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(John Morstad/John Morstad for The Globe and Mail)
(John Morstad/John Morstad for The Globe and Mail)

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The lost boys of Quebec Add to ...

Hemmed in by a six-lane thoroughfare, dowdy walk-ups and old brick warehouses, it's a site that was long emblematic of hope's triumph over adversity and prejudice.

In the mid-1940s, the northeast corner of De Lorimier Avenue and Ontario Street in Montreal's east end was home to the stadium where Jackie Robinson played his first professional game and began his historic quest to break Major League Baseball's colour barrier.

De Lorimier Downs stadium, briefly converted into a furniture warehouse after the Montreal Royals left town, was torn down in 1960. Now, the corner is occupied by École Secondaire Pierre-Dupuy - ground zero for one of Quebec's more troubling and persistent social problems.



A lot of kids turn 16 and decide they'd rather work than come to school. … These are often families with basic financial needs. Ginette Rioux, École Secondaire Pierre-Dupuy


According to the most recent provincial statistics, which are for 2008, three out of 10 high-school students in Quebec will enter their 20s without a high-school diploma.

That's not as high as it has been, but the general improvement in dropout rates over the past decade obscures another phenomenon - the situation is not getting appreciably better for the province's boys.

A shade under 40 per cent of boys in Quebec drop out of high school in their teens, a rate that is among the highest in the Western world, according to statistics compiled by the Paris-based Organization for Economic Co-operation and Development.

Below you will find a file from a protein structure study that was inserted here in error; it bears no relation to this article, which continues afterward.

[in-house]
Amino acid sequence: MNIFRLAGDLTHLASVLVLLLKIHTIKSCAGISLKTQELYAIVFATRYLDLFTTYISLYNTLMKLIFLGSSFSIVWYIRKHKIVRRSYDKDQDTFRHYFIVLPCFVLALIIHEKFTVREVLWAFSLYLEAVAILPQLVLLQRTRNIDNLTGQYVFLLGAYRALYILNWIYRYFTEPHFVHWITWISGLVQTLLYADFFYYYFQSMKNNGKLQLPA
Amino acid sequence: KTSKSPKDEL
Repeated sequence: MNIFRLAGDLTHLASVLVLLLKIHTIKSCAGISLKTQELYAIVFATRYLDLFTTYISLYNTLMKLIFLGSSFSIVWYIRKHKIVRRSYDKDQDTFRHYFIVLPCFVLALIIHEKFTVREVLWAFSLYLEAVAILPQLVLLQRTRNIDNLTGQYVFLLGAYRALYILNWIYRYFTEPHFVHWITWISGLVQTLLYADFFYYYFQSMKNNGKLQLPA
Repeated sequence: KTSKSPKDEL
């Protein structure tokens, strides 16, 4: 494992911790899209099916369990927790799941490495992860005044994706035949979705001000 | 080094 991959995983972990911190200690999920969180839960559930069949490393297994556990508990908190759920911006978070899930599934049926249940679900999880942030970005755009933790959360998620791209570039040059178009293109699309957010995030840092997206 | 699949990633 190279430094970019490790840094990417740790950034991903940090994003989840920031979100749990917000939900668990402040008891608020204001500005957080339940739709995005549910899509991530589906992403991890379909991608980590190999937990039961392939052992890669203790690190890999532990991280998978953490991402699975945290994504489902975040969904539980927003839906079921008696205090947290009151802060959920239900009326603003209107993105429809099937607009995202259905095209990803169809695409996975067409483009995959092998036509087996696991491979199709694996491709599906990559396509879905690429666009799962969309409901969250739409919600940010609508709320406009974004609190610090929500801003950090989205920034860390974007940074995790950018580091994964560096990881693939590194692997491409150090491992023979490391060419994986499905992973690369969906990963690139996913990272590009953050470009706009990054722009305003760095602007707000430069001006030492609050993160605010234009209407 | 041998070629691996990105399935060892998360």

No one is entirely sure what it all means.

Some experts hint darkly at a lost generation of boys, others brush aside such dire talk as myth and alarmism. Whatever slant is applied, it's a harrowing reality.

Among the 500 or so students at Pierre-Dupuy, the overall dropout rate is close to 80 per cent, the highest in the province.

"You have to understand that those are pretty crude numbers, we have a very mixed clientele, people with developmental delays, children with autism, kids who study trades, and the regular academic high-school stream," said Ginette Rioux, the school's principal. "We never say, 'We're not going to take this or that student.' … Some unfortunately leave us, but we're working hard at keeping them."

Thanks mostly to an ambitious and aggressive revamp of the curriculum and teaching methods over the past three years, students who regularly attend Pierre-Dupuy are actually doing quite well: Ms. Rioux said standardized test results this past June showed dramatic improvement over the previous year. The difficulty is getting kids to a desk in the first place.

In the school's Secondary Five class (in Quebec there are six years of primary education, followed by secondary years numbered one through five), experience dictates that roughly a quarter of the students who began school this month won't make it to the spring.

But the big problem occurs well before, in Secondary Two and Three. "That's where it gets tough, a lot of kids turn 16 and decide they'd rather work than come to school. … These are often families with basic financial needs," Ms. Rioux said.

The neighbourhood that surrounds the school is one of Canada's poorest, and therein lies a vicious circle - to comprehensively address the dropout phenomenon, one must address an even more intractable problem: chronic poverty.

And the path out of poverty passes through better education.

Just over half of Quebec's boys complete their high-school education in the five years it is supposed to take.

A recent survey of 5,000 high-school students revealed that from the age of 12 or 13 - at which most kids enter the secondary system - the scholastic and career aspirations of boys are already significantly lower than the girls'.

"Something's happening, and it's happening early … it's quite striking," said Michel Perron, a leading expert on "décrochage", as it's known in Quebec (the literal translation is "unhooking").

Dr. Perron, a social science professor at the University of Quebec at Chicoutimi, led the attitudinal study, and said girls typically report more emotional distress and problems with self-esteem. "Maybe boys are just more happy-go-lucky and assume that success is assured, the same way it was for their dads and grandfathers," he said.

But if boys are hard-wired for optimism, the statistics hint at a much gloomier picture.

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